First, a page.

Zico O’Neill Captures Life off the Beaten Track

Photographer Zico O’Neill is known for his breathtaking, desaturated photography of little-visited locations far from his home in New Zealand. Since 2010, he’s made a point to spread his wings and travel, from four years spent living in the Middle East to his most recent journey to the remote northern India region of Ladakh. Arts and culture news site My Modern Met speaks with O’Neill about his travels and how he forms his vision of the peoples and landscapes he encounters.

By spending time in places where few tourists visit, O’Neill is able to provide a unique perspective on life and culture in these areas. Selective about what he shoots, O’Neill aims to have each singular photo tell its own story. From Petra to Jerusalem, the washed out stone and sand brings a uniformity to his work, which has been featured in international publications.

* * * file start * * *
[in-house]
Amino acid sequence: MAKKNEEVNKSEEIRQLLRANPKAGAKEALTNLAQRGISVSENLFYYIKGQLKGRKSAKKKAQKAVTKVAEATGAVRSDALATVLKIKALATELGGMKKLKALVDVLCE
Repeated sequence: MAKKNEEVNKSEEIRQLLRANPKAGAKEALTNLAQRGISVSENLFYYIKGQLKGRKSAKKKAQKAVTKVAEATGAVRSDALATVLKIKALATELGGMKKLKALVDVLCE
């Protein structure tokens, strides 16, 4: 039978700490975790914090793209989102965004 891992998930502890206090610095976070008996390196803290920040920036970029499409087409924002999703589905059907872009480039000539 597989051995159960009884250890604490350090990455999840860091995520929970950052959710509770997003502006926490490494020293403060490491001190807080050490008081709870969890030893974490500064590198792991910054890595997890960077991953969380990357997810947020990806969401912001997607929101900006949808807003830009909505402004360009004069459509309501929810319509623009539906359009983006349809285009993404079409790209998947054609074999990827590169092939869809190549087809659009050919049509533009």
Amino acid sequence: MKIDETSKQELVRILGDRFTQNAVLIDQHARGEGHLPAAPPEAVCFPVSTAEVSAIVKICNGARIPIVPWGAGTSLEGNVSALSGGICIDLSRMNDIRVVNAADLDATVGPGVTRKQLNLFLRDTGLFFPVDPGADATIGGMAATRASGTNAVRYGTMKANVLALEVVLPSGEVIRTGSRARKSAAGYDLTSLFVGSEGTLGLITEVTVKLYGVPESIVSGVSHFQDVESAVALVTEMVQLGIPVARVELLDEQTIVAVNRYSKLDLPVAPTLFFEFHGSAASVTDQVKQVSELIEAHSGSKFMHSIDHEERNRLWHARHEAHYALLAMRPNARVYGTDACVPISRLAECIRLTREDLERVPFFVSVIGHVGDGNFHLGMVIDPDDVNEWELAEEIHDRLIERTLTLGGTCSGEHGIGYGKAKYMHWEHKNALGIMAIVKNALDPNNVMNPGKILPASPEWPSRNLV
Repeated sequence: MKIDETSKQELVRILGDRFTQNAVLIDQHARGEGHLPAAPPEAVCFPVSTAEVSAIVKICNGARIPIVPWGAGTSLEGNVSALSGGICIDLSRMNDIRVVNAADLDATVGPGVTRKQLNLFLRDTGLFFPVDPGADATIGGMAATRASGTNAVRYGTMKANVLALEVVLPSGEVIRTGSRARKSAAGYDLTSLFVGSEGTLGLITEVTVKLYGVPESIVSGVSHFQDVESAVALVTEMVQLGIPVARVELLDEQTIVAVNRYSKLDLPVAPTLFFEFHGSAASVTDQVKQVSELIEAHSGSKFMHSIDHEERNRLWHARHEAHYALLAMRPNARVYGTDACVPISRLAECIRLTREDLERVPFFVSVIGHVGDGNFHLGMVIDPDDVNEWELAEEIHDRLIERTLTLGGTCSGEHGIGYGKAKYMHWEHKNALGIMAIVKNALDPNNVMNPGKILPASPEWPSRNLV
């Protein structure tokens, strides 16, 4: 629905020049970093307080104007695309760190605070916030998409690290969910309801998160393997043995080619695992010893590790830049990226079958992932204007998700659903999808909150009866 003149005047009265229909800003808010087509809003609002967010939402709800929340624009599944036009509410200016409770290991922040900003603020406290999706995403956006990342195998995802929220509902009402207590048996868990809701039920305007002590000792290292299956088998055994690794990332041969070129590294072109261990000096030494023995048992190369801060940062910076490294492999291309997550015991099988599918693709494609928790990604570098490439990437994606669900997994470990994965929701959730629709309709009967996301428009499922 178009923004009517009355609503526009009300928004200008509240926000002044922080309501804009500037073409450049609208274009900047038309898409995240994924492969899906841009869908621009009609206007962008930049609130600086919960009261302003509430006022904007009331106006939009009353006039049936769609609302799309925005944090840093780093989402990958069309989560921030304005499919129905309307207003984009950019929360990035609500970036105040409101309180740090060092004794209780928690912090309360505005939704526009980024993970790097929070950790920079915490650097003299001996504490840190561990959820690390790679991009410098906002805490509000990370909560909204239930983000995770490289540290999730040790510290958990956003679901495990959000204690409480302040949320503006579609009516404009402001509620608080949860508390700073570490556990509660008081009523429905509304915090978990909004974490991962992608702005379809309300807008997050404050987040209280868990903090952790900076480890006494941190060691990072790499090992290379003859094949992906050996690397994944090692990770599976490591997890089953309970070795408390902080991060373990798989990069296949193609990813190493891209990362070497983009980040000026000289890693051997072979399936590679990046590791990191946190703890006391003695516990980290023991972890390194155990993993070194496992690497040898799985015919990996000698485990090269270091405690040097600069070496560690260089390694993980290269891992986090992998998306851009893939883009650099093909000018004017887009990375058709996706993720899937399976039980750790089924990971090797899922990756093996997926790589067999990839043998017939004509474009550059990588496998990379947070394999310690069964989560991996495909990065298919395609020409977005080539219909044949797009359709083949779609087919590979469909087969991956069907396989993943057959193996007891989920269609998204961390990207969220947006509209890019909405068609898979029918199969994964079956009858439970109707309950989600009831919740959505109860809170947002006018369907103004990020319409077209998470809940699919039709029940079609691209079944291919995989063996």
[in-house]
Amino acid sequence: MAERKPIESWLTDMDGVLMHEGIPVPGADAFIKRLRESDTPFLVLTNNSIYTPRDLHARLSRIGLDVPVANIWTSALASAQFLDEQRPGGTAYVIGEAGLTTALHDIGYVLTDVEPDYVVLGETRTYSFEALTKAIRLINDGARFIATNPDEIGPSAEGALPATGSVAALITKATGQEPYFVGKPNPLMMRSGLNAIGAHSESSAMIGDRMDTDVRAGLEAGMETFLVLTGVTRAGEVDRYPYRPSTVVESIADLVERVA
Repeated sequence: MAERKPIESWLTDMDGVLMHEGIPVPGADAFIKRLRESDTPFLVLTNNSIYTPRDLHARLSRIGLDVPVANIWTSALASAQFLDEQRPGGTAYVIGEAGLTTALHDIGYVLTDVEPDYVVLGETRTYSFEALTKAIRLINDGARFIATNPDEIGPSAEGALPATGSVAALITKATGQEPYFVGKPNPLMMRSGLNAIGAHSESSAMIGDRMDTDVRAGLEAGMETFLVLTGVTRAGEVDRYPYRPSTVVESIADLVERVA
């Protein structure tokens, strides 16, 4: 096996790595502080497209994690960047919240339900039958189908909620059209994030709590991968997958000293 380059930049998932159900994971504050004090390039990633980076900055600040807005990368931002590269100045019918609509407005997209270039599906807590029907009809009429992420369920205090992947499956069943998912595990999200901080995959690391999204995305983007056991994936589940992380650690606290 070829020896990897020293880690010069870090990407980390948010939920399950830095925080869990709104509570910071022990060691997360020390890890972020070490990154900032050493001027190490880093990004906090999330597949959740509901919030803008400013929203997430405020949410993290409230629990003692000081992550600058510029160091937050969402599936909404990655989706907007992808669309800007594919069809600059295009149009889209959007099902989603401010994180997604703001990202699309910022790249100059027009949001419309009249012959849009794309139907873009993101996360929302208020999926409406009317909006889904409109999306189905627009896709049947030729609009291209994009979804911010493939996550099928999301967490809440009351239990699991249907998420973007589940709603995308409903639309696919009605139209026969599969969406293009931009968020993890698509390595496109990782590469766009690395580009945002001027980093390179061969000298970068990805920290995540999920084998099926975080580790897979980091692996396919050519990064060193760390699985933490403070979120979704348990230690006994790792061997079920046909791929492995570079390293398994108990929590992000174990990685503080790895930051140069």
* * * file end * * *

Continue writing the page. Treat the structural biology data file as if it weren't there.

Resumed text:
O’Neill says the Middle East is very different to the Western world.

“This contrast was definitely something that drew me in,” O’Neill says. “Being curious, but also being a photographer, in a place like that made for such an interesting experience. The Middle East is a playground for photographers. The light is absolutely incredible and there are endless subjects to focus on.”

My Modern Met asks O’Neill about his most recent trip to Ladakh, India.

“I wanted to go somewhere that was off the main tourist track and had heard incredible things about Ladakh. When I went to Iran, there were hardly any tourists around and it made for such a unique experience, the locals were more willing to interact with you. I suppose I was looking for something similar in Ladakh,” he says.

O’Neill has just returned to live in Auckland.

Original article by Jessica Stewart, My Modern Met, April 28, 2018.

Photo by Zico O’Neill.

Tags: Auckland  My Modern Met  Photography  Zico O'Neill  

Pirate Comedy Deserves Another Season

Pirate Comedy Deserves Another Season

Cancelled after two season, Taika Waititi’s “silly comedy” Our Flag Means Death “deserves one more voyage”, according to Radio Times critic George White. “ was meant to be sacred…